14. 14. Vietnam Telecommunications Report Q4 2011 © Business Monitor International Ltd Page 13 generation fibre-based broadband networks are also being deployed in Singapore and Australia, which open up opportunities such as IPTV, video-conferencing, cloud computing and connected-homes. It is this constant pursue and consumer receptiveness to new technologies that forms the catalyst for new growth drivers in these developed markets, which results in them ranking high up on our ratings table. Malaysia is the highest ranking emerging market, surpassing its regional more developed peers Taiwan and Hong Kong. Malaysia has a good mix of a rapidly expanding domestic demand for telecoms and ICT services and the industry is embracing next-generation technologies. The Malaysian Communications and Multimedia Commission has allocated four WiMAX licences and is planning to award nine LTE licences in the near future. The regulator has also facilitated the deployment of a nationwide fibre broadband network and has earmarked the ICT industry as a vital component for economic growth. The government’s strong support gave Malaysia an industry risks score of 90, which was also the highest among the emerging markets in Asia Pacific, and is on par with several developed countries. By comparison, Taiwan and Hong Kong do not have the high growth potential exhibited by Malaysia, where there is a growing middle class coupled with increasing affluence. Taiwan’s telecoms industry is also at a crossroad where the country’s WiMAX providers are having second thoughts about the technology and have expressed interests in adopting LTE. However, the government is still determined on growing the WiMAX sector in order to generate manufacturing opportunities, especially after committing significant investment in supporting the 4G technology. Perhaps the most significant move was India’s continued decline down the rating table. The country was leading Asia Pacific’s emerging and frontier markets (with the exception of Malaysia) in our Q211 update due to its massive growth potential, which looked even more promising after 3G licences were auctioned in May 2010. However, we had previously highlighted deeper troubles within the Indian telecoms industry, namely an overcrowded competitive landscape that has been engulfed in a destructive price war and high costs involved in the 3G auction and subsequent roll-out of data networks across the country. The 2G licence scandal has triggered a wave of investigations concerning frauds and project delays, which further fuelled our view that China would overtake India in BMI’s business environment ratings in the near term. Three Horse Race Asia Pacific Telecoms Risk/ Reward Ratings - Q411 Source: BMI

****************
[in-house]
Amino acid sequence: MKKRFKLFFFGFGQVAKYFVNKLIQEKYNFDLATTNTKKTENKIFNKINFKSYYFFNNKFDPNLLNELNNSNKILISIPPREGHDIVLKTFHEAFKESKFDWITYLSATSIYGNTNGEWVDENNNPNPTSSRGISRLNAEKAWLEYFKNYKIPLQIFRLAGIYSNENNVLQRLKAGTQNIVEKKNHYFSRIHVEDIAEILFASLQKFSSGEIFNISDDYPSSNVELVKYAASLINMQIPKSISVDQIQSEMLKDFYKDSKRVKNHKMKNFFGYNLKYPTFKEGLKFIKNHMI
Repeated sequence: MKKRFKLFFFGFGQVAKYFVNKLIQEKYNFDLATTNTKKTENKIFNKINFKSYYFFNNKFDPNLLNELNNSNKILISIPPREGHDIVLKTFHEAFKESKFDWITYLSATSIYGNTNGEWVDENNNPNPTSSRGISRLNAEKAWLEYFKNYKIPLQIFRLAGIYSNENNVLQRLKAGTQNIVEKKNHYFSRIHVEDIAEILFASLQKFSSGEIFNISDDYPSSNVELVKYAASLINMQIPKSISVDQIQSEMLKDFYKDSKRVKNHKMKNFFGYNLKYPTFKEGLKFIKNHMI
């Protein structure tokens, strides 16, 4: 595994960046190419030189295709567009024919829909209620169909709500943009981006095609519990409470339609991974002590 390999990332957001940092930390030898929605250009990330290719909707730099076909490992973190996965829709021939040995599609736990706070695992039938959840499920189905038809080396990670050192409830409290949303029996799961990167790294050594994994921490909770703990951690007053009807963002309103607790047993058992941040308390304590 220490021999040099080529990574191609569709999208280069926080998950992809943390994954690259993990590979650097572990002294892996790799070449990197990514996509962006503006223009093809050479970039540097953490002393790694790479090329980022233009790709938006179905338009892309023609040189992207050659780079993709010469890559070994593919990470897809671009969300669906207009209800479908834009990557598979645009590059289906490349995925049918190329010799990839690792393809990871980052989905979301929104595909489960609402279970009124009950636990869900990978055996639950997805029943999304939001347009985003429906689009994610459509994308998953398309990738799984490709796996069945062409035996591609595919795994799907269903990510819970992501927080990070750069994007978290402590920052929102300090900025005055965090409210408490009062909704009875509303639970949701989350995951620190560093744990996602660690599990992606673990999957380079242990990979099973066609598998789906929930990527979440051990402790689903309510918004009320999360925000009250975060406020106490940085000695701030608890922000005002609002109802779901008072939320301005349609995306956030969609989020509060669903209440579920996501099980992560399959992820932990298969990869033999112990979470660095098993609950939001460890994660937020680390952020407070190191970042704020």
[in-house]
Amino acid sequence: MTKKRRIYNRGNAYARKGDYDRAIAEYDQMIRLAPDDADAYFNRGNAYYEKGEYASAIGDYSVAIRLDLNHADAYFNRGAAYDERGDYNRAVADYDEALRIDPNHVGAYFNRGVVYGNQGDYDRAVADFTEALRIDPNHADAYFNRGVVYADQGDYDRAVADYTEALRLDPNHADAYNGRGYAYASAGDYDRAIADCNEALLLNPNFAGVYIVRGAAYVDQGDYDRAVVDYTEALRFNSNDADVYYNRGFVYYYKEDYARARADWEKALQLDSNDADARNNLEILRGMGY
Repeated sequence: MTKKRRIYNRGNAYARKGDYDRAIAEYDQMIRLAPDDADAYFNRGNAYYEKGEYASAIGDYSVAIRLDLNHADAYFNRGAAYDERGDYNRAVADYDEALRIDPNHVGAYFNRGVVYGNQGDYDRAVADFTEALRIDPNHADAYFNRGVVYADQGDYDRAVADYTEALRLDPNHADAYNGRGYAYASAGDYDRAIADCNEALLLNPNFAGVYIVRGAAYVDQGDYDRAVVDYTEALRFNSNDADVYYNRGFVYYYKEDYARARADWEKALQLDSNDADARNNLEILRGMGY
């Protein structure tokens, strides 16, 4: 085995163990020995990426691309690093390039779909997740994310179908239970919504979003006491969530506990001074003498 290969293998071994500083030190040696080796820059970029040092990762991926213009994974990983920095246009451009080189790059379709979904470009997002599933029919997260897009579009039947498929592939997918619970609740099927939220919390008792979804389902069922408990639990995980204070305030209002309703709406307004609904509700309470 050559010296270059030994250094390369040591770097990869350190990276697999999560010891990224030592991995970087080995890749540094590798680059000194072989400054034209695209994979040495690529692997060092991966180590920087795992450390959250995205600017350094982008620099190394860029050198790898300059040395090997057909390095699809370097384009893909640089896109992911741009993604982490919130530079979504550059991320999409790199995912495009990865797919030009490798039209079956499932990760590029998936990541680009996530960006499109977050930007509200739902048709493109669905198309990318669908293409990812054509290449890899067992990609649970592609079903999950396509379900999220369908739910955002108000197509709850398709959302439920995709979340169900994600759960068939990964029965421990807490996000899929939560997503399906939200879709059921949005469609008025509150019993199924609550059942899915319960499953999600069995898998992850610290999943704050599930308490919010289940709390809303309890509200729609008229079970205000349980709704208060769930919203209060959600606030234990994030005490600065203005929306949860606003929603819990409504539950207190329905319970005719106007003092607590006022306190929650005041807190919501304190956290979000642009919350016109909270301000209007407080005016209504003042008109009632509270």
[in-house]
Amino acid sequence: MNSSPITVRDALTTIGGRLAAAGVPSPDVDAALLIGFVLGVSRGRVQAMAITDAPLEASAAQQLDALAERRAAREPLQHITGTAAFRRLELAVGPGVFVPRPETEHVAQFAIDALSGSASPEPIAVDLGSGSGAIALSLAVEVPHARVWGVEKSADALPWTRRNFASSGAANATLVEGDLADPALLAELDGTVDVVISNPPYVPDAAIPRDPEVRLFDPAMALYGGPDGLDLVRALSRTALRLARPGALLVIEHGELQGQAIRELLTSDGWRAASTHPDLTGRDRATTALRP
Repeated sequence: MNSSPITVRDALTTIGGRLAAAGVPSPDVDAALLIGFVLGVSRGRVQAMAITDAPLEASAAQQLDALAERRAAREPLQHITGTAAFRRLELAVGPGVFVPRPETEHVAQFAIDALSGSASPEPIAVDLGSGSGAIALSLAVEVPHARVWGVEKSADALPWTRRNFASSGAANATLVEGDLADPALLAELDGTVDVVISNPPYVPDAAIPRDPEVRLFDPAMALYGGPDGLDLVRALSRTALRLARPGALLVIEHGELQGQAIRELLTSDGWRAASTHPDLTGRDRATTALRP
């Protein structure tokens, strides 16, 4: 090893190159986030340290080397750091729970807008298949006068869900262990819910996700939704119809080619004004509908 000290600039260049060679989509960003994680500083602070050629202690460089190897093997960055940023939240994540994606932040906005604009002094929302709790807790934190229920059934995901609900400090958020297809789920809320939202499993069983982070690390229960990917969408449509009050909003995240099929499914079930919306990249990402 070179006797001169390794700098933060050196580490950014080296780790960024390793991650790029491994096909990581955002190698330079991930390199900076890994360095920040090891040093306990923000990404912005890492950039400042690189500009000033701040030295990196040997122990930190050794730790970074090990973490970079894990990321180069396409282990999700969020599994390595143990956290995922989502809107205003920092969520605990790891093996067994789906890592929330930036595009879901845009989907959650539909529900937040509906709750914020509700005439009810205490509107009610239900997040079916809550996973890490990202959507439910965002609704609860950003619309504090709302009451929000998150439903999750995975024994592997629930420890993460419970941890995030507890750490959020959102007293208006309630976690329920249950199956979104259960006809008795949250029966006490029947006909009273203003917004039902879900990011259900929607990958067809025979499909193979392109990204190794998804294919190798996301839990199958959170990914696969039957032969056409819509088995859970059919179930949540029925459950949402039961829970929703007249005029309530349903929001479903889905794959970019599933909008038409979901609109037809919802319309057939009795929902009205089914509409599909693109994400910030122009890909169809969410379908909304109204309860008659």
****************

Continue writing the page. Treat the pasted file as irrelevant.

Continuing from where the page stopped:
15. 15. Vietnam Telecommunications Report Q4 2011 © Business Monitor International Ltd Page 14 Compared with India’s freer market approach, which has spun out of control, the Chinese government’s tighter control on the industry has resulted in only three telecoms operators in a country with a population of more than 1.3bn. However, this ensures sustainability and growth in the short run, which is reflected in the country’s position in our ranking table. We are still in favour of an industry determined by market forces, and the government’s heavy involvement means that foreign investors are unlikely to significantly benefit from the country’s growth prospects. This could change as local media has reported that the government is drafting a plan to introduce a fourth mobile operator in the country. Reports have surfaced that the private sector could be allowed to form a new company with the government, which would boost private foreign capital investment into the country's telecoms market. Indonesia is the most populous country in South East Asia and has capitalised on India’s recent turmoil to move into 9th position. We believe that the country has substantial potential to move higher up the rating table, as seen by the country’s Industry Rewards score of 62.5, by it is held back by issues such as an infrastructure deficit due to regulatory red tape and low consumer purchasing power coupled with an increasingly uneven income distribution. This could lead to social unrest, thereby dampening investor confidence. Although the Philippines is ranked 11th in this quarter, we could see the country fall down the table in the next quarter if the regulator is unable to resolve concerns about the potential merger between the Philippine Long Distance Telephone Company and Digital Telecommunications Philippines. A duopoly, one of which would have 70% market share, could ensue, thereby negatively affecting the possibility of healthy competition. For Pakistan, it has a remarkable performance in the industry rewards terms (55.0) but scores poorly on the country risks aspect. Pakistan is a demographic behemoth with a large and young population and has barely scratched the surface of its potential on the consumer side, with incomes still low. However, Pakistan remains beset by challenges such as a destabilising insurgency, poor infrastructure and a chronic lack of electricity-generation capacity, which drags down its overall ratings score. Thailand and Vietnam are two of the most attractive markets in the South East Asian region in the long term due to their population size, growing affluence and receptiveness to foreign investments. However, Usual Suspects Falling Behind Asia Pacific Telecoms Risk/ Reward Ratings - Q411 Source: BMI